05 Dec

NBC Reporter Touts Network’s Ethics Before Broadcasting Live From Inside San Bernardino Suspects’ Apartment


NBC Reporter Touts Network’s Ethics Before Broadcasting Live From Inside San Bernardino Suspects’ Apartment

MSNBC says it regrets showing images of personal photographs and ID cards.

Michael Calderone
Senior Media Reporter, The Huffington Post

The O’Leary: What in heaven’s name were the FBI and the police thinking when they returned the home to the landlord? We are in the hands of idiots.

NEW YORK — NBC News correspondent Kerry Sanders drew criticism Friday for showing close-up images of photographs and identification cards live on MSNBC, as he found them, in the home of San Bernardino shooting suspects Syed Farook and Tashfeen Malik.

“We regret that we briefly showed images of photographs and identification cards that should not have been aired without review,” an MSNBC spokesperson said in a statement.

Before entering the house with a horde of journalists, however, Sanders touted NBC’s ethical standards, saying the network wouldn’t pay for access to the house as a competitor allegedly did. He told MSNBC anchor Andrea Mitchell that “Inside Edition” had paid Doyle Miller, the building’s landlord, $1,000 to get the first look inside.

“I said, ‘Look, NBC’s not going to pay to come in,'” Sanders recalled of his conversation with the landlord. He told Mitchell the landlord said they could enter after “Inside Edition” and that he had “no reason to hide anything.”

Sanders said on air that hopefully his crew will “be the second camera walking in” and they’ll go “straight in and see what we see.”

“MSNBC and other news organizations were invited into the home by the landlord after law enforcement officials had finished examining the site and returned control to the landlord,” the MSNBC spokesperson said in the statement. “Although MSNBC was not the first crew to enter the home, we did have the first live shots from inside.”

The bizarre scene of journalists rifling through the suspects’ home on live TV, just two days after the shooting, sparked criticism on social media and concern among law enforcement experts. But if authorities completed their investigation inside the house, and the landlord permitted journalists inside, it’d be hard to imagine them not going in. It may be ugly to watch, but competitive journalists can be expected to race, even push, to get newsworthy information that might shed light on the suspects’ motivations.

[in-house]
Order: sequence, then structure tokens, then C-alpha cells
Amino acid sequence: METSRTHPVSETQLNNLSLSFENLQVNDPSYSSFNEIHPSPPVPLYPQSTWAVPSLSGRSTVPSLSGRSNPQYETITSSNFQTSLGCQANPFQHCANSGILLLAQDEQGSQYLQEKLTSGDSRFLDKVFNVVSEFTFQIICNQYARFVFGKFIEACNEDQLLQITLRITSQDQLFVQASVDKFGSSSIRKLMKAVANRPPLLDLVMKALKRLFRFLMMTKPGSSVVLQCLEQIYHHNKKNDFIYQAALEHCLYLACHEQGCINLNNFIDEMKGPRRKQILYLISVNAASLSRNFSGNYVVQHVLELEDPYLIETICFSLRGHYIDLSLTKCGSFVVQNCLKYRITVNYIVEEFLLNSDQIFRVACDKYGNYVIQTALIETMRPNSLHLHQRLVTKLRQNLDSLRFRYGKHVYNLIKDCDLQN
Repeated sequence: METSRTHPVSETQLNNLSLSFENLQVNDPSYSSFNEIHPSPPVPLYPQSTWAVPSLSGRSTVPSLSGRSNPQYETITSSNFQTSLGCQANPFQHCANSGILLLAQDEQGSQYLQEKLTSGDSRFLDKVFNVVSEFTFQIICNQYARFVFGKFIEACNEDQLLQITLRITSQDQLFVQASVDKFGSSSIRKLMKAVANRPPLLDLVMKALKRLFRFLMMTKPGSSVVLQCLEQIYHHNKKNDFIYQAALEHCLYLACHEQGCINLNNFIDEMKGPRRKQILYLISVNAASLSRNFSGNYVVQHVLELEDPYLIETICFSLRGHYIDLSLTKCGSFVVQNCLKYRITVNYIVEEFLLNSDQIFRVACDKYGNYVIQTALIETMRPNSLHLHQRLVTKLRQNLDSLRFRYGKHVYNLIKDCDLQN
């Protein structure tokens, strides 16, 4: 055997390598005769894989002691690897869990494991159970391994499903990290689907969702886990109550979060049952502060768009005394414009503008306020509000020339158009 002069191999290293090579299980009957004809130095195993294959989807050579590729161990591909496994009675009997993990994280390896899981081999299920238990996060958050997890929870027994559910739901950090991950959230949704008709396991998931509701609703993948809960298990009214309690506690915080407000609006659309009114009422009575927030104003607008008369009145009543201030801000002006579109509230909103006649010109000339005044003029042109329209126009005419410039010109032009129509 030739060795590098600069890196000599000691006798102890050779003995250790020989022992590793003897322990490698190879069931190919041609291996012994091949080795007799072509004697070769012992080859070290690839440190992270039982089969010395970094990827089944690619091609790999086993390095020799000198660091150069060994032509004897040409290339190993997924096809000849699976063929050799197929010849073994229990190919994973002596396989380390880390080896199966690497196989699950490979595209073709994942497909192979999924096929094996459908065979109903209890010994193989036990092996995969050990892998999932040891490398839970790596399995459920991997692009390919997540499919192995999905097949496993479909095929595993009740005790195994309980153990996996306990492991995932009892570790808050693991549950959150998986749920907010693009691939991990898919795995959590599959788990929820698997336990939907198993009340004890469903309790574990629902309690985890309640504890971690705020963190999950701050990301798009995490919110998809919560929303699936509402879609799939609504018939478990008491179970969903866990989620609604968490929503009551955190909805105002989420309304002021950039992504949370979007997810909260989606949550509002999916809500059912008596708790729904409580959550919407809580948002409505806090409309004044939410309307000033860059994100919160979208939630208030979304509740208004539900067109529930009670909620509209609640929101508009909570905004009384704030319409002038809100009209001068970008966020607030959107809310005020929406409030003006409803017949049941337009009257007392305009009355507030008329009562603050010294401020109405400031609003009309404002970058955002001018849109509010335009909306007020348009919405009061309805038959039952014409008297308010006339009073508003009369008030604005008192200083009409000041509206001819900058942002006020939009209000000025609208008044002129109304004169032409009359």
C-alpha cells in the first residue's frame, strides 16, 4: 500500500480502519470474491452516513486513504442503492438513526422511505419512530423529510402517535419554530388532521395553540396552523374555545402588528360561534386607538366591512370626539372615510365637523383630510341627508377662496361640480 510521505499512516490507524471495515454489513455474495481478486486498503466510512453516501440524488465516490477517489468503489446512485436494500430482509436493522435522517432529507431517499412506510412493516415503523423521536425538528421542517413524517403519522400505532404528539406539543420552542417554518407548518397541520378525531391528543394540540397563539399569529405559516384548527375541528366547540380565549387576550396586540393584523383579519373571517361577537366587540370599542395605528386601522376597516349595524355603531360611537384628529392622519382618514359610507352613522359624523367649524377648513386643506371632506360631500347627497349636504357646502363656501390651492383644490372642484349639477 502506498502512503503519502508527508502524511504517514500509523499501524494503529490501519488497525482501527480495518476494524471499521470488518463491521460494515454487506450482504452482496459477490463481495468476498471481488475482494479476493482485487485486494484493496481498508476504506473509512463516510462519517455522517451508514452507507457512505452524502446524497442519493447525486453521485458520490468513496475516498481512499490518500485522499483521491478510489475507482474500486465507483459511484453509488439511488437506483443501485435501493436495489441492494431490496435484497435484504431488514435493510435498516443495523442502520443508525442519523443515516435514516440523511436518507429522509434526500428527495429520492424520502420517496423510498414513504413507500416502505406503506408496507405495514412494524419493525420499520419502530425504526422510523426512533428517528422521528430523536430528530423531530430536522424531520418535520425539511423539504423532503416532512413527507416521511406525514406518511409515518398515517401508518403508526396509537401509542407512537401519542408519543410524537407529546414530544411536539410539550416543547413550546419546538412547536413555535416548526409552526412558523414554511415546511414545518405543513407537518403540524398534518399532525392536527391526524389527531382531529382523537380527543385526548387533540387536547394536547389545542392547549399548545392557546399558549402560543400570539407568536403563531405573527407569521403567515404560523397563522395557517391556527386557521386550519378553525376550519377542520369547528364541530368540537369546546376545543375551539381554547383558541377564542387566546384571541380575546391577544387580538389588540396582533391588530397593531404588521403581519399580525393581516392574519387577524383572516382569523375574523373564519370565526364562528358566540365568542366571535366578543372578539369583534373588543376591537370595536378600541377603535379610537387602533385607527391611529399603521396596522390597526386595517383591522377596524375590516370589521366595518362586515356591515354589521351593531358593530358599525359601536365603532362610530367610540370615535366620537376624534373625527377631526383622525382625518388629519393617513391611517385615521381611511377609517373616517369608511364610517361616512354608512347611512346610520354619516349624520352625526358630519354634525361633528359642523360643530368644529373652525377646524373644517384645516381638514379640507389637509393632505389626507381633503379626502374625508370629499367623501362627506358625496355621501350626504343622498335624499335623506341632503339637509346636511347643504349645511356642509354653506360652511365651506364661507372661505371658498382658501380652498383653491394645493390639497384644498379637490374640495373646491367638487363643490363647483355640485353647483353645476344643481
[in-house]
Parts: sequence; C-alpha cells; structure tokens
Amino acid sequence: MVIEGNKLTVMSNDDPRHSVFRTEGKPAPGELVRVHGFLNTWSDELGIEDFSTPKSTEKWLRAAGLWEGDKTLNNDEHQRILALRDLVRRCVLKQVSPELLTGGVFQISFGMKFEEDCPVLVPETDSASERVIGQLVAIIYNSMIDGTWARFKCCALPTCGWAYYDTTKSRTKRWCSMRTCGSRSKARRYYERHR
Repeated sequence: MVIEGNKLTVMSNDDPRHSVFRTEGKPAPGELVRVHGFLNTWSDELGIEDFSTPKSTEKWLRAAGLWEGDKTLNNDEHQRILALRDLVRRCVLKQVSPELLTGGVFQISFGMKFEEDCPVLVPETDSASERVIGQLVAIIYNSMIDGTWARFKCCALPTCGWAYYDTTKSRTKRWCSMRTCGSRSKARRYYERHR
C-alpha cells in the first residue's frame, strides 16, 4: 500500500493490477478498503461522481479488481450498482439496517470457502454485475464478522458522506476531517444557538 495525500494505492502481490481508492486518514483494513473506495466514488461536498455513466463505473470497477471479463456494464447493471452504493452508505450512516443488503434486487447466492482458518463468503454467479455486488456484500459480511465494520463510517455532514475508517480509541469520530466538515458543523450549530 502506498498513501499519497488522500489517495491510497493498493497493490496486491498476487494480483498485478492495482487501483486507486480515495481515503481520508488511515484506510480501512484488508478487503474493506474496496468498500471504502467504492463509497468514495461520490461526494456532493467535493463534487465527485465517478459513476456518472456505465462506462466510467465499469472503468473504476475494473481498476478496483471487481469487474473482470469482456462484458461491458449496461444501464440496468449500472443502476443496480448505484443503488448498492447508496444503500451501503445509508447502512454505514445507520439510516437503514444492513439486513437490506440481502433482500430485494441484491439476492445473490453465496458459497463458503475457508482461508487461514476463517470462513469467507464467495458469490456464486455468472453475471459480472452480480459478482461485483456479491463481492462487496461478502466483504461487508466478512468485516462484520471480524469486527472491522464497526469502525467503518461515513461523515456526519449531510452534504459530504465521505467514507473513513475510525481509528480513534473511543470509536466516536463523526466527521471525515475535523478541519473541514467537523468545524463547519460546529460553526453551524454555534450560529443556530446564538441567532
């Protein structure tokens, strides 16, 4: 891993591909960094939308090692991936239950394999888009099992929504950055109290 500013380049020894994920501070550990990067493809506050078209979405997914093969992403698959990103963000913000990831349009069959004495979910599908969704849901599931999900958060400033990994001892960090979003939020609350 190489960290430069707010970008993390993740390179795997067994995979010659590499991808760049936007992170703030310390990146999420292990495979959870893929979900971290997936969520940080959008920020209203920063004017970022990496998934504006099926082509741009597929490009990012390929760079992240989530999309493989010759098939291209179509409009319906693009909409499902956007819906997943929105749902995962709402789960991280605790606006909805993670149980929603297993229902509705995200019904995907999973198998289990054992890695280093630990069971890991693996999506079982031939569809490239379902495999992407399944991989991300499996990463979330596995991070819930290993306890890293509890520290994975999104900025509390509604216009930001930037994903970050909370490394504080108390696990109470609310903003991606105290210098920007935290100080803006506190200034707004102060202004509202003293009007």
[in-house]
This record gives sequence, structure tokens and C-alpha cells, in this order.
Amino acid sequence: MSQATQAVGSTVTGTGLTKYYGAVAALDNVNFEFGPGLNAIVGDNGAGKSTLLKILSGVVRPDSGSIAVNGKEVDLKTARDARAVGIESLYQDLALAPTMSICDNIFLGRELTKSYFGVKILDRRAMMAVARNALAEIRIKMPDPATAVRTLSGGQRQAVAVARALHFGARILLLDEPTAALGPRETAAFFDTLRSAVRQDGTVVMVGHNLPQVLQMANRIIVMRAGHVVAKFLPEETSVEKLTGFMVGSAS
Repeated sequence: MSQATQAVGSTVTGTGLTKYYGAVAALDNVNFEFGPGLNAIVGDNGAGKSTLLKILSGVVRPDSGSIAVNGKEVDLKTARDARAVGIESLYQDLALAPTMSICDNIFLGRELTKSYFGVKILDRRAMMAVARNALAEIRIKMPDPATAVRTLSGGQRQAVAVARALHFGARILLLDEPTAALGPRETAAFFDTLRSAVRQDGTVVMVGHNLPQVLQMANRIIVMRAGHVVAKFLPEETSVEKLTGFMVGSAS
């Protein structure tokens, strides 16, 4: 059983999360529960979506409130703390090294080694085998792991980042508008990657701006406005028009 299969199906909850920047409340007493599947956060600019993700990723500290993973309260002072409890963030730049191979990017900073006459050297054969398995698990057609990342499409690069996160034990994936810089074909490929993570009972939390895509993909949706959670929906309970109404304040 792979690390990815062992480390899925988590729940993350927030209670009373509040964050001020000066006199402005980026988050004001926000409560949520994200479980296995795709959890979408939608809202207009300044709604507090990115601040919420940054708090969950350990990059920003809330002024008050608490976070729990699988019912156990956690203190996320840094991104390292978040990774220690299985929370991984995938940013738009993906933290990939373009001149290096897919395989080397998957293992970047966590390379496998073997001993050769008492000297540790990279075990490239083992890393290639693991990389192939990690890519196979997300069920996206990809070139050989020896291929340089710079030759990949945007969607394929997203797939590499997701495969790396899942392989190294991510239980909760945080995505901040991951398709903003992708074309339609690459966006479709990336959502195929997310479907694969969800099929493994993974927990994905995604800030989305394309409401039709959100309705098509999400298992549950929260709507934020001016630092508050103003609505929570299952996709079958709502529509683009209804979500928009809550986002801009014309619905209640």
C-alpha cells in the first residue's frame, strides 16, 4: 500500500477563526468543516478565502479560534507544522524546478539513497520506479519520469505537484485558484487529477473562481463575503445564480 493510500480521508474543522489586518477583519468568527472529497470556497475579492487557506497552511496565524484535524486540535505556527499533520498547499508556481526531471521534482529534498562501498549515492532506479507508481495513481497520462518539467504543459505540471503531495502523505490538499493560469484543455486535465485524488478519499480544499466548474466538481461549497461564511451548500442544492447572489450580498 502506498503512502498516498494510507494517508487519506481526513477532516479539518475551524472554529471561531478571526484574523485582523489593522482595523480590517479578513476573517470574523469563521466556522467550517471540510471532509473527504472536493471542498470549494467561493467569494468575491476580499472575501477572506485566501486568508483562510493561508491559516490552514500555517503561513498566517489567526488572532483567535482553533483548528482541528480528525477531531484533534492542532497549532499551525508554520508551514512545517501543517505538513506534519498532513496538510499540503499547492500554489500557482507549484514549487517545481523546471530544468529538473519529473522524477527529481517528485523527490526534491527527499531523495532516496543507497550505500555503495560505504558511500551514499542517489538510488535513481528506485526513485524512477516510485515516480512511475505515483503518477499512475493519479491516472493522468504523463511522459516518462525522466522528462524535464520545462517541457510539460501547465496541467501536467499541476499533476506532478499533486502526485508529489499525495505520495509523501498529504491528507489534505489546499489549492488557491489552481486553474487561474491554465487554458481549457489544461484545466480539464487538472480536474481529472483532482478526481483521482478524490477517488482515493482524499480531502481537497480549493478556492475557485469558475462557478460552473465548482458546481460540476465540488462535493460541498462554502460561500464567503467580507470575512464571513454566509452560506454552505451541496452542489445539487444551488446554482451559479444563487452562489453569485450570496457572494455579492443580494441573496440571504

Still, it’s essential that journalists exercise sound editorial judgment to not put others in danger by broadcasting private and sensitive information. MSNBC failed to do that.

In the couple’s child’s room, Sanders flipped through a wall calendar, pointed out a prayer rug, rifled through some paper left in a shredder, and noted innocuous items in his line of sight — a $7.98 check for Chase bank, children’s toys, a bag of mixed nuts.

Things got out of control in the next room as NBC’s camera zoomed in on photographs, including several featuring children — all of whom may have little to no connection to the suspects, and certainly no role in the shooting. Sanders speculated that one photo was the first known image of the shooter. “I’m going to guess that these are the photographs of Malik,” he said.

Sanders later acknowledged he couldn’t be sure if it was Malik and Mitchell emphasized that the network wasn’t verifying it was her. Still, Sanders proceeded to flip through several photos as his cameraperson filmed close-ups. In the next room, Sanders held up to the camera ID’s belonging to Rafia Farook, the suspect’s mother, close enough for her personal information to be visible.

CNN, Fox News and CBS also broadcasted live from inside the suspects’ home, though the networks didn’t appear to zoom in on similarly sensitive materials.

A CNN spokesperson noted that distinction in a statement to The Huffington Post.

“CNN, like many other news organizations, was granted access to the home by the landlord,” the spokesperson said. “We made a conscious editorial decision not to show close-up footage of any material that could be considered sensitive or identifiable, such as photos or ID cards.”

A CBS News correspondent said during the network’s live-streamed coverage that they were trying not to show close-ups of photographs.

But close-ups or not, some argued the media’s treatment of the suspects’ possessions was problematic in that potential evidence could be lost.

“I’m having chills down my spine what I’m seeing here,” analyst Harry Houck said amid images of journalists rummaging through the house.

“This apartment clearly is full of evidence, he continued. “I don’t see any fingerprint dust on the walls where they went in there and checked for fingerprints of other people who might have been connected with these two,” he said. “You have documents laying all over the place. You have shredded documents that need to be taken out of there to see what’s shredded. You have passports. You’ve got drivers’ licenses. Now you have thousands of fingerprints all over this crime scene.”

Gabriel Arana contributed reporting.

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